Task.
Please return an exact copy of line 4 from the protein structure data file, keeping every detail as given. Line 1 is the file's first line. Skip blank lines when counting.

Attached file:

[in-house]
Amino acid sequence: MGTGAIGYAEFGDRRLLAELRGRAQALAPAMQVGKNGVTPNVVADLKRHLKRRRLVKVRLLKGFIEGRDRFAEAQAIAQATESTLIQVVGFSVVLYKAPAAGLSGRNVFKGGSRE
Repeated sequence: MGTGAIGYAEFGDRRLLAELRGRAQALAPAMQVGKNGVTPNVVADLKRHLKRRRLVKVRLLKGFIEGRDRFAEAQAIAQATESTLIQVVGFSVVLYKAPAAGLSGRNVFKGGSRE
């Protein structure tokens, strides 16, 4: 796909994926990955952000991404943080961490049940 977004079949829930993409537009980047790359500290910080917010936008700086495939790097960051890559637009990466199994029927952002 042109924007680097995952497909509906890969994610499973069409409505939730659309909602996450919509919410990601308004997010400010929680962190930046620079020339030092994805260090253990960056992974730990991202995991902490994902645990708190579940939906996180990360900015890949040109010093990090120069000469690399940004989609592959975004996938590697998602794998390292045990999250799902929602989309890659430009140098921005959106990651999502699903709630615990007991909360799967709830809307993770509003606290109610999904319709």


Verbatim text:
């Protein structure tokens, strides 16, 4: 796909994926990955952000991404943080961490049940 977004079949829930993409537009980047790359500290910080917010936008700086495939790097960051890559637009990466199994029927952002 042109924007680097995952497909509906890969994610499973069409409505939730659309909602996450919509919410990601308004997010400010929680962190930046620079020339030092994805260090253990960056992974730990991202995991902490994902645990708190579940939906996180990360900015890949040109010093990090120069000469690399940004989609592959975004996938590697998602794998390292045990999250799902929602989309890659430009140098921005959106990651999502699903709630615990007991909360799967709830809307993770509003606290109610999904319709």